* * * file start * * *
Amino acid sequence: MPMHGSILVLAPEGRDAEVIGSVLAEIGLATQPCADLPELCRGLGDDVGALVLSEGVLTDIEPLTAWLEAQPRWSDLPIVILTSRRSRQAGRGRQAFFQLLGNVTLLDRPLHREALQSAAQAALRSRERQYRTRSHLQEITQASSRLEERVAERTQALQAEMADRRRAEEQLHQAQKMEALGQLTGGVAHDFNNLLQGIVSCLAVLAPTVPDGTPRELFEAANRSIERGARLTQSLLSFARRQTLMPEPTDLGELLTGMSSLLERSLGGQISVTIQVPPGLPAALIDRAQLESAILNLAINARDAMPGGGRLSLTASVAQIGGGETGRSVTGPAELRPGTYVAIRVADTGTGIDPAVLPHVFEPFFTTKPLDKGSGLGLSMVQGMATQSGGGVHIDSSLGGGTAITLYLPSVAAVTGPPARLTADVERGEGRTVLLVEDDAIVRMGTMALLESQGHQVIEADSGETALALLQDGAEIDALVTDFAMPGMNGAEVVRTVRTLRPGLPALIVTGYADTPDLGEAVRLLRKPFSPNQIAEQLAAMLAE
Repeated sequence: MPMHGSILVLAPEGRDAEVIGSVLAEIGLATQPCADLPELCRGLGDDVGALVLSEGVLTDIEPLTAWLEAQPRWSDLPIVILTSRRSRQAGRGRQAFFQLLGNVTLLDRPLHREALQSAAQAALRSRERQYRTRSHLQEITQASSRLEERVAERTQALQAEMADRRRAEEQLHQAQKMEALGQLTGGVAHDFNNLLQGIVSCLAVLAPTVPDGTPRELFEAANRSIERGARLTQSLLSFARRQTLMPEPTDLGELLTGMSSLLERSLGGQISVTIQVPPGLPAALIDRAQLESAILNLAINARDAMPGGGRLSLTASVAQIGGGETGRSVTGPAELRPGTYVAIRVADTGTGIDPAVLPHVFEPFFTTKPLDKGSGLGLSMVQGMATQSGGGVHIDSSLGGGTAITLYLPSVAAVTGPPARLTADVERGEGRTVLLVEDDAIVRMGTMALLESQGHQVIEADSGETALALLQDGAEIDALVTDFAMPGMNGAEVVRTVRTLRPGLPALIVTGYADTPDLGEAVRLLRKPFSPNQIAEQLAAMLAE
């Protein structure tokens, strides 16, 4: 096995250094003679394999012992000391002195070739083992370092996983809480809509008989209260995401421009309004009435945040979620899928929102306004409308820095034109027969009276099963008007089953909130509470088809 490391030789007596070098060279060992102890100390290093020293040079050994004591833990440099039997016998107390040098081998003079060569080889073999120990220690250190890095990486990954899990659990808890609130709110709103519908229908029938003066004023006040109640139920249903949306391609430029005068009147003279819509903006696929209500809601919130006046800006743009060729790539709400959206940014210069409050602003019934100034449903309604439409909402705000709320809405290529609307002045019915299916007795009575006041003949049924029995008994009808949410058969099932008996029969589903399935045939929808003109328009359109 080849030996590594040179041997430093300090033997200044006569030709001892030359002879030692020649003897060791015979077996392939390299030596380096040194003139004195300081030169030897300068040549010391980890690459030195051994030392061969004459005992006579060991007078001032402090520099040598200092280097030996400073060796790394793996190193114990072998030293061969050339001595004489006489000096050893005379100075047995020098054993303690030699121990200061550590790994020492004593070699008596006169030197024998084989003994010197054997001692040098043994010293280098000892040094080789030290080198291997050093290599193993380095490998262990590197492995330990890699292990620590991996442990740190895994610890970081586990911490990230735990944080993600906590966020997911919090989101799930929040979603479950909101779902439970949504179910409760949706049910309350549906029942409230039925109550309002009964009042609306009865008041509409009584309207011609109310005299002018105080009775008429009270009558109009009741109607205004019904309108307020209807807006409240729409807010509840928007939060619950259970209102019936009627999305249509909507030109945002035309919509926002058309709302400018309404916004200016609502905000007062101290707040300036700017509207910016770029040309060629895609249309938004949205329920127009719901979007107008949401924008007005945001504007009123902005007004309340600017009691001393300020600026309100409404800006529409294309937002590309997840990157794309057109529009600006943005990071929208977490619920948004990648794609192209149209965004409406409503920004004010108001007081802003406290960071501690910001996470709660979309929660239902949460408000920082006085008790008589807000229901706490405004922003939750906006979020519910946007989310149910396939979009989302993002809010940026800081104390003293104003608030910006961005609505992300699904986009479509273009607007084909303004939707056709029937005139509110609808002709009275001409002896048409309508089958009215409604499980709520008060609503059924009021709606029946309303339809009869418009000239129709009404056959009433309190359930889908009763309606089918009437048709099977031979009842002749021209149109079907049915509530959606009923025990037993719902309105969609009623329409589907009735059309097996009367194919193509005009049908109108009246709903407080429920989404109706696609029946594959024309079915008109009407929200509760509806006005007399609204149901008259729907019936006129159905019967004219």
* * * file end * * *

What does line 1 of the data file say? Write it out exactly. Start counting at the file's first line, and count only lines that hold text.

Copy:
Amino acid sequence: MPMHGSILVLAPEGRDAEVIGSVLAEIGLATQPCADLPELCRGLGDDVGALVLSEGVLTDIEPLTAWLEAQPRWSDLPIVILTSRRSRQAGRGRQAFFQLLGNVTLLDRPLHREALQSAAQAALRSRERQYRTRSHLQEITQASSRLEERVAERTQALQAEMADRRRAEEQLHQAQKMEALGQLTGGVAHDFNNLLQGIVSCLAVLAPTVPDGTPRELFEAANRSIERGARLTQSLLSFARRQTLMPEPTDLGELLTGMSSLLERSLGGQISVTIQVPPGLPAALIDRAQLESAILNLAINARDAMPGGGRLSLTASVAQIGGGETGRSVTGPAELRPGTYVAIRVADTGTGIDPAVLPHVFEPFFTTKPLDKGSGLGLSMVQGMATQSGGGVHIDSSLGGGTAITLYLPSVAAVTGPPARLTADVERGEGRTVLLVEDDAIVRMGTMALLESQGHQVIEADSGETALALLQDGAEIDALVTDFAMPGMNGAEVVRTVRTLRPGLPALIVTGYADTPDLGEAVRLLRKPFSPNQIAEQLAAMLAE